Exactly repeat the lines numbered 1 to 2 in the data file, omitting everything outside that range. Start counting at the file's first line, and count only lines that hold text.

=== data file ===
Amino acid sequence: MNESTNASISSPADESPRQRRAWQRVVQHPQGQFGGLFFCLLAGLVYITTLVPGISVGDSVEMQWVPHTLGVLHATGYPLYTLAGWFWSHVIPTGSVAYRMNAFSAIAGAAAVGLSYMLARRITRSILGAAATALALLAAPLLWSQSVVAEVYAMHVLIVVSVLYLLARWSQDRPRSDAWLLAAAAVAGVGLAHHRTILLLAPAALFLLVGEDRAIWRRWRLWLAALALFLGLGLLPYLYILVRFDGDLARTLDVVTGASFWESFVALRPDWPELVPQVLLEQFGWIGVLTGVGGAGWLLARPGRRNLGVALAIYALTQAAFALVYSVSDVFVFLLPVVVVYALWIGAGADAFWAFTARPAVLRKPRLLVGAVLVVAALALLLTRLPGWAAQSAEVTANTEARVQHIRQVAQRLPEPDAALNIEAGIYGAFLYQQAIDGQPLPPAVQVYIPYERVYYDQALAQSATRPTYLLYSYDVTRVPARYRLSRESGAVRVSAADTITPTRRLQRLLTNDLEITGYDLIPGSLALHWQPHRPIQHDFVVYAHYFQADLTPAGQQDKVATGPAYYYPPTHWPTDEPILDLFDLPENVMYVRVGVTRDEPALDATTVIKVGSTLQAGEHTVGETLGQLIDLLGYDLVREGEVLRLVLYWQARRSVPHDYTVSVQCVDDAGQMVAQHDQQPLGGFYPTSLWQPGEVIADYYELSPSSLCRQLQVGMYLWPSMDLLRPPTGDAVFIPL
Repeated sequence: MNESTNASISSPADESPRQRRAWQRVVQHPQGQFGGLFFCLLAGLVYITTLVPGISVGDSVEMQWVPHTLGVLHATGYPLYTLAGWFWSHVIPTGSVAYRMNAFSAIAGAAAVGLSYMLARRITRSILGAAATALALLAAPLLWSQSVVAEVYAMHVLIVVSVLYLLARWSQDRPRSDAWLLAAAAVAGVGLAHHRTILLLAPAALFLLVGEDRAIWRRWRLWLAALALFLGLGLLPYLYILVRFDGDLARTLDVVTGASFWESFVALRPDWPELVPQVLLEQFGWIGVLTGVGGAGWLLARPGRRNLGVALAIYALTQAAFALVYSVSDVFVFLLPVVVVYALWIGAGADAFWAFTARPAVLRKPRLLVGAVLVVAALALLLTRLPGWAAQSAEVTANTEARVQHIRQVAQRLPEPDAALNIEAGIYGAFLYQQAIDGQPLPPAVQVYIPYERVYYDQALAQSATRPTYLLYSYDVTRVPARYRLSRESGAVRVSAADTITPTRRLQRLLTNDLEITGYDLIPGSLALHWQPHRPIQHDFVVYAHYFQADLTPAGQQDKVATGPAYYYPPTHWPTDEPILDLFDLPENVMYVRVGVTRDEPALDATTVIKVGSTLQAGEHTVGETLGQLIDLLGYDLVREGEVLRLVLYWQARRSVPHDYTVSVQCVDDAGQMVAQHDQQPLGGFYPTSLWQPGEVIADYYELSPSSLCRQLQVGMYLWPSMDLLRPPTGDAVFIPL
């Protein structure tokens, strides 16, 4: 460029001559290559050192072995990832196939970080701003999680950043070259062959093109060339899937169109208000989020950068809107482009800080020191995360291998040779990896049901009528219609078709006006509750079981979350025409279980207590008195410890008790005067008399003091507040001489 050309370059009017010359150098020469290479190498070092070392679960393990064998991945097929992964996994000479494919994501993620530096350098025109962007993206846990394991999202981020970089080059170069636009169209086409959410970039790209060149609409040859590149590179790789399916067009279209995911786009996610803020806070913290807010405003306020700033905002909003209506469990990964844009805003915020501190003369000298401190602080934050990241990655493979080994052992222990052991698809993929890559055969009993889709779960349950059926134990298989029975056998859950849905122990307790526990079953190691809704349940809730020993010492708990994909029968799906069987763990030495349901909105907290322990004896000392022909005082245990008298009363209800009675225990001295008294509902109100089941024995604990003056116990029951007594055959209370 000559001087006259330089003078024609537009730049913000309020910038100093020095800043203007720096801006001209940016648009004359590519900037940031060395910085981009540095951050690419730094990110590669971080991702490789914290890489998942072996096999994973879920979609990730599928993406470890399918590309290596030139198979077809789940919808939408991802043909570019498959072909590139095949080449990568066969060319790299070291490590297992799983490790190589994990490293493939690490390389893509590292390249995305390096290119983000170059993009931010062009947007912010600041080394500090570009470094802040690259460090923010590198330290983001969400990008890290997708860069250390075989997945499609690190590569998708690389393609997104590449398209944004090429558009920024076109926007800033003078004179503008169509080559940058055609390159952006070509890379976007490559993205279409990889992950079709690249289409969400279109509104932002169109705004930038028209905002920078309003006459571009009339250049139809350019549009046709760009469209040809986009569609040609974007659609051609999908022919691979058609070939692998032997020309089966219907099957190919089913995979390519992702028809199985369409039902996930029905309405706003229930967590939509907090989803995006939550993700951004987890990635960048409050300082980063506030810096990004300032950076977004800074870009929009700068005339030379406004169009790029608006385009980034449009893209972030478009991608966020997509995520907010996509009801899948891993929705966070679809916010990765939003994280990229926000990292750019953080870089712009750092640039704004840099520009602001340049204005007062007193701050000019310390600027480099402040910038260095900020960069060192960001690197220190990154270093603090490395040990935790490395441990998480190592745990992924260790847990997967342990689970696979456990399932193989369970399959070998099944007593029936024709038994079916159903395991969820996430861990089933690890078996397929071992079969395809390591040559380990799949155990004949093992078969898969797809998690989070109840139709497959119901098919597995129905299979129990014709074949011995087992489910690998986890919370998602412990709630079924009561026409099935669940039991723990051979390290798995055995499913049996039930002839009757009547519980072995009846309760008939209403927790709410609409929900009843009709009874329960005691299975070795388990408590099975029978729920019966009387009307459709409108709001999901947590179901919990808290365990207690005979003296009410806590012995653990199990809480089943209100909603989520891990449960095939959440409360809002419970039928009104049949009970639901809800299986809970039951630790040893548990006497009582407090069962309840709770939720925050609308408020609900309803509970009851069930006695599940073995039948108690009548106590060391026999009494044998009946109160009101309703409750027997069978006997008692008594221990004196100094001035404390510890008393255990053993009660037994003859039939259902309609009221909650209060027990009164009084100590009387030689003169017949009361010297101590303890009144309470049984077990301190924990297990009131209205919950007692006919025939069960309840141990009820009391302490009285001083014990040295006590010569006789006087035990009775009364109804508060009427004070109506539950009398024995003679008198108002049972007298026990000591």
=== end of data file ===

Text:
Amino acid sequence: MNESTNASISSPADESPRQRRAWQRVVQHPQGQFGGLFFCLLAGLVYITTLVPGISVGDSVEMQWVPHTLGVLHATGYPLYTLAGWFWSHVIPTGSVAYRMNAFSAIAGAAAVGLSYMLARRITRSILGAAATALALLAAPLLWSQSVVAEVYAMHVLIVVSVLYLLARWSQDRPRSDAWLLAAAAVAGVGLAHHRTILLLAPAALFLLVGEDRAIWRRWRLWLAALALFLGLGLLPYLYILVRFDGDLARTLDVVTGASFWESFVALRPDWPELVPQVLLEQFGWIGVLTGVGGAGWLLARPGRRNLGVALAIYALTQAAFALVYSVSDVFVFLLPVVVVYALWIGAGADAFWAFTARPAVLRKPRLLVGAVLVVAALALLLTRLPGWAAQSAEVTANTEARVQHIRQVAQRLPEPDAALNIEAGIYGAFLYQQAIDGQPLPPAVQVYIPYERVYYDQALAQSATRPTYLLYSYDVTRVPARYRLSRESGAVRVSAADTITPTRRLQRLLTNDLEITGYDLIPGSLALHWQPHRPIQHDFVVYAHYFQADLTPAGQQDKVATGPAYYYPPTHWPTDEPILDLFDLPENVMYVRVGVTRDEPALDATTVIKVGSTLQAGEHTVGETLGQLIDLLGYDLVREGEVLRLVLYWQARRSVPHDYTVSVQCVDDAGQMVAQHDQQPLGGFYPTSLWQPGEVIADYYELSPSSLCRQLQVGMYLWPSMDLLRPPTGDAVFIPL
Repeated sequence: MNESTNASISSPADESPRQRRAWQRVVQHPQGQFGGLFFCLLAGLVYITTLVPGISVGDSVEMQWVPHTLGVLHATGYPLYTLAGWFWSHVIPTGSVAYRMNAFSAIAGAAAVGLSYMLARRITRSILGAAATALALLAAPLLWSQSVVAEVYAMHVLIVVSVLYLLARWSQDRPRSDAWLLAAAAVAGVGLAHHRTILLLAPAALFLLVGEDRAIWRRWRLWLAALALFLGLGLLPYLYILVRFDGDLARTLDVVTGASFWESFVALRPDWPELVPQVLLEQFGWIGVLTGVGGAGWLLARPGRRNLGVALAIYALTQAAFALVYSVSDVFVFLLPVVVVYALWIGAGADAFWAFTARPAVLRKPRLLVGAVLVVAALALLLTRLPGWAAQSAEVTANTEARVQHIRQVAQRLPEPDAALNIEAGIYGAFLYQQAIDGQPLPPAVQVYIPYERVYYDQALAQSATRPTYLLYSYDVTRVPARYRLSRESGAVRVSAADTITPTRRLQRLLTNDLEITGYDLIPGSLALHWQPHRPIQHDFVVYAHYFQADLTPAGQQDKVATGPAYYYPPTHWPTDEPILDLFDLPENVMYVRVGVTRDEPALDATTVIKVGSTLQAGEHTVGETLGQLIDLLGYDLVREGEVLRLVLYWQARRSVPHDYTVSVQCVDDAGQMVAQHDQQPLGGFYPTSLWQPGEVIADYYELSPSSLCRQLQVGMYLWPSMDLLRPPTGDAVFIPL